State of Elections

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Tag: Reapportionment

Minnesota Redistricting: A Process Without History On Its Side

By: Cullen Enabnit

Minnesota’s heated legislative redistricting process is starting to ramp up. After being delayed due to the pandemic, the US Census data is beginning to be sifted through in the great state of Minnesota. While other states like Texas and New York have released proposed plans for how their reimagined districts should look, Minnesota is working in a split government and will have to take more time to draw their maps.

In terms of the fight state legislators are about to face, there is reason for relief and reason for concern. The major headline for Minnesota’s eight House Representatives was that the state was able to maintain all of its Congressional seats by a tight margin. If this number were to have changed, the difficult task of redistricting would have become even harder as the existing map would have needed to be reimagined from the ground up. While this feared situation did not come to pass, Minnesota lawmakers are still facing a challenge that does not have history on their side. Minnesota has not drawn legislative boundaries without court intervention a single time in 140 years. In fact, for at least the last 20 years, and maybe even the last 50 years, the courts have ended up drawing the final lines when the legislature failed to draw a bipartisan map.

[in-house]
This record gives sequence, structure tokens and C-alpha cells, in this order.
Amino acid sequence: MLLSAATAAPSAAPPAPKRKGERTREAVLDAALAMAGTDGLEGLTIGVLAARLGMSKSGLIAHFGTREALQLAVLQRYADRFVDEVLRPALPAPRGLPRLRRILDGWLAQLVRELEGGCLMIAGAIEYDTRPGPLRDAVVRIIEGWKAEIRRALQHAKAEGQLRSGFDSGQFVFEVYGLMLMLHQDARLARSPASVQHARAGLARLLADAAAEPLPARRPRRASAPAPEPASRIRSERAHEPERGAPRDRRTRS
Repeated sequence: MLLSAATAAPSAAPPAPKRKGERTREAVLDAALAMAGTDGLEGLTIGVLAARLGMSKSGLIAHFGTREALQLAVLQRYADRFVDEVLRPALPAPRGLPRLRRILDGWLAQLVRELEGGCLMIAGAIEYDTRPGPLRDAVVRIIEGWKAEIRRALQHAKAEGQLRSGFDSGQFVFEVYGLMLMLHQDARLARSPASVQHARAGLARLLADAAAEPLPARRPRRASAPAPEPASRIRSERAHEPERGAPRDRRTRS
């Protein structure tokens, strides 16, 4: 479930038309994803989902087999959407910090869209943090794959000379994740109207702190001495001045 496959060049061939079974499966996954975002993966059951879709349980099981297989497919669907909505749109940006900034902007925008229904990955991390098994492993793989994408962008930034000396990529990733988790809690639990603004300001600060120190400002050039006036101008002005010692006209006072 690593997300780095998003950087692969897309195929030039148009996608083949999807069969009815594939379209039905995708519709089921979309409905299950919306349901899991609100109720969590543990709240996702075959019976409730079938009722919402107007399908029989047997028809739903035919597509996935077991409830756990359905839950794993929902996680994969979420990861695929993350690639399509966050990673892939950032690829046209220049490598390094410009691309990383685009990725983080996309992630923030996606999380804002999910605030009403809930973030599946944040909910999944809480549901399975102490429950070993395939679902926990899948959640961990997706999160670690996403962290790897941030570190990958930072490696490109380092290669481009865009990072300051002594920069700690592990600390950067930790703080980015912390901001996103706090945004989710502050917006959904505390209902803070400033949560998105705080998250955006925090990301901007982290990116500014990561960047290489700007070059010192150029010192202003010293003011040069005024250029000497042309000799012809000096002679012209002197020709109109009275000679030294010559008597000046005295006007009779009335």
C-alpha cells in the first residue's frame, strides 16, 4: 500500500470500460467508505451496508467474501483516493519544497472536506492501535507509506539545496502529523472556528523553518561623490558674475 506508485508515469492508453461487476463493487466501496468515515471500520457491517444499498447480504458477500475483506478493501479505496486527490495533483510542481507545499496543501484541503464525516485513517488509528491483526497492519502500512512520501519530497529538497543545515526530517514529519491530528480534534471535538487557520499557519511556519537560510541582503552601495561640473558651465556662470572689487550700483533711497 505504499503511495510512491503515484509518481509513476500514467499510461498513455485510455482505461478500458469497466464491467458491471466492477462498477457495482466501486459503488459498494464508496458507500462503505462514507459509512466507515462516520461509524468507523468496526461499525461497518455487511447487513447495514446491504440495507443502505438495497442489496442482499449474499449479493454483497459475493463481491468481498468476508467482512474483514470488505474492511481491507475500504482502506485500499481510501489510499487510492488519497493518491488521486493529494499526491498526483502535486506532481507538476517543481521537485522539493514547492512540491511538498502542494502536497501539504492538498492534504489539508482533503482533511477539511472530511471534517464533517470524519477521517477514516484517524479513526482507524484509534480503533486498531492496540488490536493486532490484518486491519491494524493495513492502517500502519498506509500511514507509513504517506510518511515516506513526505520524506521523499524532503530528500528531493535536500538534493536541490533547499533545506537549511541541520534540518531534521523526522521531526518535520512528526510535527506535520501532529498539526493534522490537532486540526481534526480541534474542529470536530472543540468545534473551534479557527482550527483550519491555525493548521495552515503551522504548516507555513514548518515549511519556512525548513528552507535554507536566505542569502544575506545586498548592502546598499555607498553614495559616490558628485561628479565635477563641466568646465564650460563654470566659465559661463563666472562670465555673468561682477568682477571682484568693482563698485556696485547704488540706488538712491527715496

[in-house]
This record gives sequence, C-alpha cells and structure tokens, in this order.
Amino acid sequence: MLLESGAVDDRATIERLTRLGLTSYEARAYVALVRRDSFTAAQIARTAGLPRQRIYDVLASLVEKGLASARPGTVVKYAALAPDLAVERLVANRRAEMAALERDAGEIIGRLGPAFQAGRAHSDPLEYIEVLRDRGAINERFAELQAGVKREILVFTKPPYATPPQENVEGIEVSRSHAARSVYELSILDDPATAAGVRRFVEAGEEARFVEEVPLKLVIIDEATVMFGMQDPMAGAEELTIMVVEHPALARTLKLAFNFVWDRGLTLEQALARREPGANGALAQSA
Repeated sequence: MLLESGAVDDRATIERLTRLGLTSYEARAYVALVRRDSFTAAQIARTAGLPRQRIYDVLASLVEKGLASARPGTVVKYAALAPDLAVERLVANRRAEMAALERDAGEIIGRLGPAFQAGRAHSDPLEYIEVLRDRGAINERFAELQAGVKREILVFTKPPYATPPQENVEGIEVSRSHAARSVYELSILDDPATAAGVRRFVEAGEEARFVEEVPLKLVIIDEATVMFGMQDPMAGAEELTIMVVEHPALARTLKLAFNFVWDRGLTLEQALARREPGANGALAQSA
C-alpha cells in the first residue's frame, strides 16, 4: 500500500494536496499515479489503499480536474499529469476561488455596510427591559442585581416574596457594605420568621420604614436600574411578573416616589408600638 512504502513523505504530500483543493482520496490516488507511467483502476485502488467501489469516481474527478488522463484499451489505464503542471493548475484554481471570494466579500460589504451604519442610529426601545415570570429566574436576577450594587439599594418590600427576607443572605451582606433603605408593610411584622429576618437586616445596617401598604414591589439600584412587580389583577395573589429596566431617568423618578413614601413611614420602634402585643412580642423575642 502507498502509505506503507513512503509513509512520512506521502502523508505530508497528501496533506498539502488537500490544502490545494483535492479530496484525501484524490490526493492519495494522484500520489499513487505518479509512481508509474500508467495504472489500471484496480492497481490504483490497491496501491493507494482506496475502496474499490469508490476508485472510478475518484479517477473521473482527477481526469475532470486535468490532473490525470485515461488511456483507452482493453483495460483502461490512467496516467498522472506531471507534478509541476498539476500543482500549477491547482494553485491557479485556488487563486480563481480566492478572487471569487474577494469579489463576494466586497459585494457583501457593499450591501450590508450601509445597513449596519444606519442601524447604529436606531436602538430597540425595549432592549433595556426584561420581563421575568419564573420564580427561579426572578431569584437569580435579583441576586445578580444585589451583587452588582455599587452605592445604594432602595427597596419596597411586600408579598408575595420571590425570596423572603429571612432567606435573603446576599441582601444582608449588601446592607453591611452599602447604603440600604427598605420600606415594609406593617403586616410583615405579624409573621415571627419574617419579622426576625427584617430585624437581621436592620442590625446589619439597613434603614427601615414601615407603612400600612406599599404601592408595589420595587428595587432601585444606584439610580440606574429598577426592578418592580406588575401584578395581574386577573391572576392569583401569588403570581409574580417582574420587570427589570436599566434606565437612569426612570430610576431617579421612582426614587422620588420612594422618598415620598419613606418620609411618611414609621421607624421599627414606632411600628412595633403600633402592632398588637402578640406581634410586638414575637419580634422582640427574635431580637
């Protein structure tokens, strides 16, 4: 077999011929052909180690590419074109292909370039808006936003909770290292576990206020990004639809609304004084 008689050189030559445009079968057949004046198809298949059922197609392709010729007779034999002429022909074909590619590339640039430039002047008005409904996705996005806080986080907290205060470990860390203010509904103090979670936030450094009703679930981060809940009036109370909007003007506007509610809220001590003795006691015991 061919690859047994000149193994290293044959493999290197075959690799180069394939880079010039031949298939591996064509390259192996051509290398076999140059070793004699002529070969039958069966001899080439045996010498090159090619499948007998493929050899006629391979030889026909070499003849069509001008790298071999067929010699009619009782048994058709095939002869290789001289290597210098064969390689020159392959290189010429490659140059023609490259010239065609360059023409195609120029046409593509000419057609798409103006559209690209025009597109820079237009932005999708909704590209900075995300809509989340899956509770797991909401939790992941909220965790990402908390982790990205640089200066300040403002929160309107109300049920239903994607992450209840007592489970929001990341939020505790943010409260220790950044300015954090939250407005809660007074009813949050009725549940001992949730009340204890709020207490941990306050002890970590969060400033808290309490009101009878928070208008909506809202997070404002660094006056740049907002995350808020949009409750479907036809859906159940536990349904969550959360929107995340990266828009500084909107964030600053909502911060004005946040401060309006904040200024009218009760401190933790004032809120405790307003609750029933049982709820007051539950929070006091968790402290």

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Some will Win, Some will Lose, Some States are Born to Sing the Blues: The Coming Battle Over Reapportionment

The stakes are incredibly high, reapportionment is looming, and recent data from Election Data Services shows that neither Democrats nor Republicans will be too pleased come next year. States which have been recently labeled as ‘safe Republican’ in Presidential elections will gain seats, but in more Democratically inclined areas. States recently labeled as ‘safe Democrat’ in Presidential elections will lose some seats. The biggest gain will be in Texas. Texas can expect to gain four House seats, at least some of which will be placed in locations more favorable to Democratic candidates. Meanwhile, New York, a state typically labeled as ‘safe Democrat’ in Presidential elections, will likely lose two House seats. In terms of multi-district moves, Florida will likely gain two seats and Ohio will likely lose two seats. Arizona, Georgia, Nevada, South Carolina, Utah and Washington will all likely gain a seat while Illinois, Iowa, Louisiana, Massachusetts, Michigan, Missouri, New Jersey and Pennsylvania will all likely lose a seat.

Reapportionment is becoming a problem not only for certain Presidential candidates but also state and federal candidates, especially candidates in the Midwest where rapid population flight is decimating the electoral landscape. The close electoral math is mapping onto reapportionment strategy. Democrats and Republicans are locked in a mortal struggle to gain control of state houses and governor’s mansions across the nation, in anticipation of being able to influence the composition of both state legislatures and Congress over the next decade. Continue reading

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